US shooting suspect faces 5 charges

Press TV, Mon Jan 10, 2011 1:29AM

 Candles surround portraits of federal judge John Roll and US lawmaker Gabrielle Giffords, who were shot on January 8, in Tuscon, Arizona. The main suspect in a shooting spree that killed six people and wounded a congresswoman in Arizona has been charged with five criminal counts, including attempted murder.

The 22-year-old Jared Lee Loughner, who is accused of shooting Arizona lawmaker Gabrielle Giffords in Tucson on Saturday, faces one count of attempted murder; two counts of killing an officer and two counts of attempted killing of an officer of the US, Reuters reported on Sunday.

Six people, including a nine-year-old child and a senior US district judge were killed and 18 others were wounded in the incident, which took place outside a grocery store in Tucson.

Loughner is "suspected of shooting US Representative Gabrielle Giffords, Chief Judge John Roll, Giffords' staff member Gabriel Zimmerman and approximately 16 others Saturday in Tucson," US district attorney for Arizona Dennis K. Burke said.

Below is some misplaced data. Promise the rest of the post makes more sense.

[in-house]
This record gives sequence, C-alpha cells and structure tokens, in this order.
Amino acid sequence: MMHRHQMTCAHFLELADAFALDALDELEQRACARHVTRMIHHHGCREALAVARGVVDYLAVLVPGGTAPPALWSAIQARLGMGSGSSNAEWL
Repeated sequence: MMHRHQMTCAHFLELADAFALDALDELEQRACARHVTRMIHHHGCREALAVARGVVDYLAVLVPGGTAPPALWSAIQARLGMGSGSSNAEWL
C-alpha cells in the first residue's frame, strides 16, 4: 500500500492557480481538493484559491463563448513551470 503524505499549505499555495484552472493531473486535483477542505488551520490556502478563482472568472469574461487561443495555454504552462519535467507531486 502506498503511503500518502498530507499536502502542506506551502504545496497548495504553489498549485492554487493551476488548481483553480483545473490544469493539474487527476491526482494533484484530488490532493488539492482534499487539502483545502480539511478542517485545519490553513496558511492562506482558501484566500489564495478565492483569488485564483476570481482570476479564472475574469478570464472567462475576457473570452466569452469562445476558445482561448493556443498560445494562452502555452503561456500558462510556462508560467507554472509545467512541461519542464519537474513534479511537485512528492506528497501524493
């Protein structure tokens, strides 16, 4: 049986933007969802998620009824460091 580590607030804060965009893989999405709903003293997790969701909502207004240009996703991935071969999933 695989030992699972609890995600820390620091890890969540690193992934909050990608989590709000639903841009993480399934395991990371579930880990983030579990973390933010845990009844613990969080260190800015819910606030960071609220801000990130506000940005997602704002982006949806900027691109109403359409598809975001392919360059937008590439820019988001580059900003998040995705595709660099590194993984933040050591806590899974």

Burke further noted that the culprit will make an initial appearance in court in Phoenix on Monday. The court appearance will set dates for a preliminary hearing and a detention hearing.

According to the US Justice Department, the charges against the suspected murderer were filed in US federal court on Sunday.

Giffords, 40, was re-elected to her third term last November. Her Tucson office had been vandalized in March a few hours after the House approved the new healthcare law.

US President Barack Obama in a statement called the attack an "unspeakable tragedy," saying that "while we are continuing to receive information, we know that some have passed away, and that Representative Giffords is gravely wounded."

Meanwhile, medics said on Sunday that the US lawmaker remains in critical condition but shows positive signs.